Irene Chen: Bacteriophages and Phage Therapy


The Post-Antibiotic Era & Bacteriophages

The age of antibiotics began with the introduction of penicillin, hailed as a medical miracle that combated an ever-present risk of fatal infections. For more than a century, antibiotics have been the major force of action against bacterial diseases. However, recent studies show a rapid emergence of multidrug-resistant (MDR) bacteria – “superbugs” that are resistant to several types of antibiotics. This presents a worldwide crisis: antibiotics are highly important and widespread drugs in modern medicine, and their rising inefficacy against infections is an urgent global public health threat, killing at least 1.27 million people worldwide and associated with nearly 5 million deaths in 2019 [1]. The imminent AMR (antimicrobial resistance) crisis ushers in a need to develop new antibiotics and therapeutics. Prior to the discovery of antibiotics, bacteriophage therapy – what Dr. Irene Chen studies in her lab at UCLA – was widely enforced to combat bacterial infections, before being sidelined mainly due to the discovery of penicillin in 1940 [2].

Bacteriophages are viruses that specifically infect bacteria, and are recognized as the most abundant biological entities on the planet. The lytic life cycle of phages (see below) begins with the attachment of the bacteriophage tail to the cell wall of the host bacterium. The phage then “drills” a hole in the bacterium’s cell wall and replicates using the bacterium’s metabolic machinery. The process ends when the phage finally ruptures the wall completely (called lysis) [3]. Phage therapy presents a potent and effective alternative to antibiotics in the age of multidrug resistance, a possibility that Dr. Irene Chen explores.

The Lytic Life Cycle

The lytic life cycle may be divided into five distinct stages. The first stage is adsorption, which refers to the bacteriophage’s accumulation at the bacteria’s surface. Attachment sites on the bacteriophage adsorb to receptor sites on the host bacterium – most bacteriophages adsorb to the cell wall of the bacterium [5]. The next stage is penetration, wherein the bacteriophage enzyme “drills a hole” into the bacterial cell wall and injects its genome (genetic information) in the cell cytoplasm [4]. In the replication stage, enzymes created by the bacteriophage genome shut down the host’s macromolecular (protein, RNA, DNA) synthesis. The bacteriophage replicates its genome and uses the bacterium’s metabolic machinery to produce bacteriophage structural components [5]. Through maturation, these phage parts assemble around the genome and finally release through lysis, i.e., the breaking down of the membrane of the bacterium.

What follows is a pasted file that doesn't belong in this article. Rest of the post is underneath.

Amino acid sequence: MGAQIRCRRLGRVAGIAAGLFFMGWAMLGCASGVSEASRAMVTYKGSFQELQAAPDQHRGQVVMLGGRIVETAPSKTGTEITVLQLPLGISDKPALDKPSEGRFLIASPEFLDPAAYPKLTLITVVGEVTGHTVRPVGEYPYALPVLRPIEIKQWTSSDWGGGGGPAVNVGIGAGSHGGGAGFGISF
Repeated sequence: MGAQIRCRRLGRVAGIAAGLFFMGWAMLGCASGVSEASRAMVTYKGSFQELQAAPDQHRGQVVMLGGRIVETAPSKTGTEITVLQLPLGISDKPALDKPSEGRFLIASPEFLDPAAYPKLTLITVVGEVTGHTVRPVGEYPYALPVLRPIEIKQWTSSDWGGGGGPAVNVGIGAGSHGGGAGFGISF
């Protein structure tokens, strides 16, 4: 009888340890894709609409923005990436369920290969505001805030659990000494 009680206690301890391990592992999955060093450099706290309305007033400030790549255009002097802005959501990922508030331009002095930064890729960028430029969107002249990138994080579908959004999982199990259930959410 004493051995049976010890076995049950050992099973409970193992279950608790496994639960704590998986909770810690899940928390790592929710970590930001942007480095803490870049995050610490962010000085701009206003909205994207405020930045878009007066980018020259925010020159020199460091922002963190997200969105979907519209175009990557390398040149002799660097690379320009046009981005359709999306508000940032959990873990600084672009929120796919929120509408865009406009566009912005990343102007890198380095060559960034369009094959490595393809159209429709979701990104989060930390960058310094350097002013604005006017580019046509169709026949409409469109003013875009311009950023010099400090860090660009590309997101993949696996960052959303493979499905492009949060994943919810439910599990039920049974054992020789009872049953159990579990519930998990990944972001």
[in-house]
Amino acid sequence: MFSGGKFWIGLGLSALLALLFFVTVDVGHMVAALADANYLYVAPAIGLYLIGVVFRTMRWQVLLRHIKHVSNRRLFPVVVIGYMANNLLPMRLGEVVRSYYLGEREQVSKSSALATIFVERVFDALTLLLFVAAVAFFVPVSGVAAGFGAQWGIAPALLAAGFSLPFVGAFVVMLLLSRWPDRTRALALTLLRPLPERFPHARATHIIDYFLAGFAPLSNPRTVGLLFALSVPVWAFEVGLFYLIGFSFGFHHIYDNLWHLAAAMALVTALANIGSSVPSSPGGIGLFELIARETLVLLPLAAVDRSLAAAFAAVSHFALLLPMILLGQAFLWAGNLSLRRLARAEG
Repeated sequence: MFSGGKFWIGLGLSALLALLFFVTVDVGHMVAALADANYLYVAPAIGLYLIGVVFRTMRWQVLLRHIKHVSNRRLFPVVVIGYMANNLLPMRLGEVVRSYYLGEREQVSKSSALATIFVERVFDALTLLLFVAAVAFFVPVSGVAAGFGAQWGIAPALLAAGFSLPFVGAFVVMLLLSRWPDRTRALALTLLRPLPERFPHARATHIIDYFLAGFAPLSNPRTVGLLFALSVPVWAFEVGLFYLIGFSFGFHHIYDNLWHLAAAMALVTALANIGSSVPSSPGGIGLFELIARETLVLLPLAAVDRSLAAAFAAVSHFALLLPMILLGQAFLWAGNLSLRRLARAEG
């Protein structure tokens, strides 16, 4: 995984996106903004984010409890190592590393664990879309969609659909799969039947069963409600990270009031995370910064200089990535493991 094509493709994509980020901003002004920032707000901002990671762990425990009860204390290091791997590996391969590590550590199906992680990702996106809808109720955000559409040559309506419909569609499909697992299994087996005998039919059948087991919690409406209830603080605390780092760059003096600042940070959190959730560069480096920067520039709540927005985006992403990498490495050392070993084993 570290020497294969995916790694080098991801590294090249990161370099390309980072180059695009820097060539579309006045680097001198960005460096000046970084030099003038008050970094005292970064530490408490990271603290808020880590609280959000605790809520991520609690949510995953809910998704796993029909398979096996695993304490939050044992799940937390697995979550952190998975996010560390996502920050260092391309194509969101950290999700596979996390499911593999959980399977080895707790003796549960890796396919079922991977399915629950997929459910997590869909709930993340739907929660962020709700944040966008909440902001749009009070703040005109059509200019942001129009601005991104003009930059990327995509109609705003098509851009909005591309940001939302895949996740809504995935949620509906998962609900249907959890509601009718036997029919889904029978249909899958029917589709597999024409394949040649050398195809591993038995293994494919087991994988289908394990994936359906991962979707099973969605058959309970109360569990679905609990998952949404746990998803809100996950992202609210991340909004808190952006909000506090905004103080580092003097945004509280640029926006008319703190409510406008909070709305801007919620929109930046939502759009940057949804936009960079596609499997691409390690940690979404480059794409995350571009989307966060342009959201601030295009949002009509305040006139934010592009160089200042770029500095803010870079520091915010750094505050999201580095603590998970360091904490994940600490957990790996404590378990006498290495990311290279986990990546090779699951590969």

Phage Therapy

Scientific probing into phage therapy continues and poses promising results. One method consists of using gold nanoparticles that are delivered into the bacterium by the phages and consequently kill it due to overheating. However, while using bacteriophages as a means to combat bacterial infections may seem obvious, in practice, phage therapy remains imprecise due to some of its disadvantages.

One of these is host specificity – phages are highly specific for the receptors on the host’s cell wall and may not be compatible with all species and strains. Making a ‘broad host-range phage’ that can recognise different strains is an effective solution that remains under experimentation. Another issue is that some naturally-occurring phages are detrimental to human health and can even make the infection more difficult to treat [4]. Understanding their complex working is a preliminary step towards designing synthetic phages that can overcome the limitations of phage therapy and potentially lead to defeating MDR bacteria [2]. 

Learn More

If you’d like to hear more about this fascinating biological agent and one of its pioneer researchers, visit us on Spotify to listen to our ChemTalk podcast with Dr. Irene Chen, assistant professor and chemist at the University of California, Los Angeles, to discuss ongoing research into phage therapy, the challenges along the way, and what her advice is for current grad students and high-schoolers who aspire to pursue a career in STEM. 

Find the ChemTalk podcast here:

Works Cited

[1] “About Antimicrobial Resistance.” Centers for Disease Control and Prevention, 5 October 2022.

[2] Orzechowska, B., & Mohammed, M. (2019). The War between Bacteria and Bacteriophages. In  (Ed.), Growing and Handling of Bacterial Cultures. IntechOpen. 

[3] Shen, C. Zhang, Y. (2022). Introductory Microbiology Lab Skills and Techniques in Food Science. Academic Press. 

[4] Chen, Irene. Personal Interview. Conducted by Roxanne Salkeld. 4 September 2022. 

[5] The Lytic Life Cycle of Bacteriophages. (2022, April 9). Community College of Baltimore Country (Cantonsville).